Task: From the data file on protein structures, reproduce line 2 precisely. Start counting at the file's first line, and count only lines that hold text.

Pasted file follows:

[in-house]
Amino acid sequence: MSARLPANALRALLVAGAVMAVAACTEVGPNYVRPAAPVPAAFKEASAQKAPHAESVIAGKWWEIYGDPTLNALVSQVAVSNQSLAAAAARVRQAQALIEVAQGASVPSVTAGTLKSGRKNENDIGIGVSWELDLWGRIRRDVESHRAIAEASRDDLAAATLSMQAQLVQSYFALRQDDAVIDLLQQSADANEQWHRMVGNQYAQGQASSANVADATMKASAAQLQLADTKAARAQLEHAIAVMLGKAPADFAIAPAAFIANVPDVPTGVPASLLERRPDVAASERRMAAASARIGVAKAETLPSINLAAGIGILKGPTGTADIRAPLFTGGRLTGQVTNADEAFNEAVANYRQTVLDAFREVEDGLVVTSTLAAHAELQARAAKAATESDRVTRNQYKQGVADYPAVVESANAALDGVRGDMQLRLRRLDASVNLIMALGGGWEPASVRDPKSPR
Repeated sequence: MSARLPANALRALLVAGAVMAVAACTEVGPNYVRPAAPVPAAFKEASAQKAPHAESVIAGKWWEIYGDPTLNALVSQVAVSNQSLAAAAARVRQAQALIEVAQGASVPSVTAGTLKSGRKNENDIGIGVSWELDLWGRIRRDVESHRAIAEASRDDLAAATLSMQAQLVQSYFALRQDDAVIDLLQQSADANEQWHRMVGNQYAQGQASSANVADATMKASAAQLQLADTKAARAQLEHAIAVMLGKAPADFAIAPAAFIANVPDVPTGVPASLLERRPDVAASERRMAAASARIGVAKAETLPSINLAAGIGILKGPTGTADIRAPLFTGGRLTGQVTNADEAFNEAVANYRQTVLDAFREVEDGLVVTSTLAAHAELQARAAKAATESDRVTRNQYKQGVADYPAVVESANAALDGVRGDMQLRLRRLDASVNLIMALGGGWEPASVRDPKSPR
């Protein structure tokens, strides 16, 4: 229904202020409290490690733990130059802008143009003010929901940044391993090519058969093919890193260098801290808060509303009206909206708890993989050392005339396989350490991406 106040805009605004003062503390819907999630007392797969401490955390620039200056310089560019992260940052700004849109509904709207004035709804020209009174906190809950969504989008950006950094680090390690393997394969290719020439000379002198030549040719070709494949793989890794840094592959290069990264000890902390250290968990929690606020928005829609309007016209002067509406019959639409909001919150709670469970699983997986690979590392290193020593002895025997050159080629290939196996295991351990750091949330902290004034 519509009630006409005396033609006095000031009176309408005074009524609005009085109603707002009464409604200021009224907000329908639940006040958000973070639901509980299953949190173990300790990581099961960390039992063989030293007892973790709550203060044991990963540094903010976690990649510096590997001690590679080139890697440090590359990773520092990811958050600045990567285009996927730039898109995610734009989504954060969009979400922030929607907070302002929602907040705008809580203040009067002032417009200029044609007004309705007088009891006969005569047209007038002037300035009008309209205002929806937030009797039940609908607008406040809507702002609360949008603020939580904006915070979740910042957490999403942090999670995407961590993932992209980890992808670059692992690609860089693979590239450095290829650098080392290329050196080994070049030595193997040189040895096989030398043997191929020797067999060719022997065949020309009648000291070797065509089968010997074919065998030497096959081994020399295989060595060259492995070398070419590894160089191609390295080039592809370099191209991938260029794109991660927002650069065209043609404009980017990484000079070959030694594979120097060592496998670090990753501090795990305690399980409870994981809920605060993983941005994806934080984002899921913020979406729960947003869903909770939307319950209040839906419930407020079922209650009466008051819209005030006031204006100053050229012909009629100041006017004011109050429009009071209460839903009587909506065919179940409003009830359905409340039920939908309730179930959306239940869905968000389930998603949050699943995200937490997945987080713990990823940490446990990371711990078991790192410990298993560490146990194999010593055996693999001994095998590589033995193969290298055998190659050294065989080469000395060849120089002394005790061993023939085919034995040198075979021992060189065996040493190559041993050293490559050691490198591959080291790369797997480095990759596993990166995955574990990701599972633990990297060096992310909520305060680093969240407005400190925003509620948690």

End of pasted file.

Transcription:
Amino acid sequence: MSARLPANALRALLVAGAVMAVAACTEVGPNYVRPAAPVPAAFKEASAQKAPHAESVIAGKWWEIYGDPTLNALVSQVAVSNQSLAAAAARVRQAQALIEVAQGASVPSVTAGTLKSGRKNENDIGIGVSWELDLWGRIRRDVESHRAIAEASRDDLAAATLSMQAQLVQSYFALRQDDAVIDLLQQSADANEQWHRMVGNQYAQGQASSANVADATMKASAAQLQLADTKAARAQLEHAIAVMLGKAPADFAIAPAAFIANVPDVPTGVPASLLERRPDVAASERRMAAASARIGVAKAETLPSINLAAGIGILKGPTGTADIRAPLFTGGRLTGQVTNADEAFNEAVANYRQTVLDAFREVEDGLVVTSTLAAHAELQARAAKAATESDRVTRNQYKQGVADYPAVVESANAALDGVRGDMQLRLRRLDASVNLIMALGGGWEPASVRDPKSPR